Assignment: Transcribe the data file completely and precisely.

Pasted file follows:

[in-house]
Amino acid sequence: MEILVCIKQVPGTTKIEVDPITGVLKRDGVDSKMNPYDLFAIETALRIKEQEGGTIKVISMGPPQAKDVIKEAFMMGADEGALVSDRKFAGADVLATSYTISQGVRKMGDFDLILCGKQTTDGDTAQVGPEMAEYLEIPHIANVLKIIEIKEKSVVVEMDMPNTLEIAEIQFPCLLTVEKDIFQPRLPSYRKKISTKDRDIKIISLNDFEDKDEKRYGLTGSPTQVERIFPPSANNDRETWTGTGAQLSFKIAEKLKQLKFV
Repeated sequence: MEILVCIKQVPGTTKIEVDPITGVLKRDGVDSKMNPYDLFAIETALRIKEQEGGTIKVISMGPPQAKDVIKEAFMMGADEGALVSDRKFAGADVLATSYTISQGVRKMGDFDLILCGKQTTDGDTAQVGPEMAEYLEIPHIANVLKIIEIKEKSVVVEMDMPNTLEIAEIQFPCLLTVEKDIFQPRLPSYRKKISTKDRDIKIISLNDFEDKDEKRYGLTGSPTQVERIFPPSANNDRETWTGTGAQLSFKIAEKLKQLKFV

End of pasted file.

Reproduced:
[in-house]
Amino acid sequence: MEILVCIKQVPGTTKIEVDPITGVLKRDGVDSKMNPYDLFAIETALRIKEQEGGTIKVISMGPPQAKDVIKEAFMMGADEGALVSDRKFAGADVLATSYTISQGVRKMGDFDLILCGKQTTDGDTAQVGPEMAEYLEIPHIANVLKIIEIKEKSVVVEMDMPNTLEIAEIQFPCLLTVEKDIFQPRLPSYRKKISTKDRDIKIISLNDFEDKDEKRYGLTGSPTQVERIFPPSANNDRETWTGTGAQLSFKIAEKLKQLKFV
Repeated sequence: MEILVCIKQVPGTTKIEVDPITGVLKRDGVDSKMNPYDLFAIETALRIKEQEGGTIKVISMGPPQAKDVIKEAFMMGADEGALVSDRKFAGADVLATSYTISQGVRKMGDFDLILCGKQTTDGDTAQVGPEMAEYLEIPHIANVLKIIEIKEKSVVVEMDMPNTLEIAEIQFPCLLTVEKDIFQPRLPSYRKKISTKDRDIKIISLNDFEDKDEKRYGLTGSPTQVERIFPPSANNDRETWTGTGAQLSFKIAEKLKQLKFV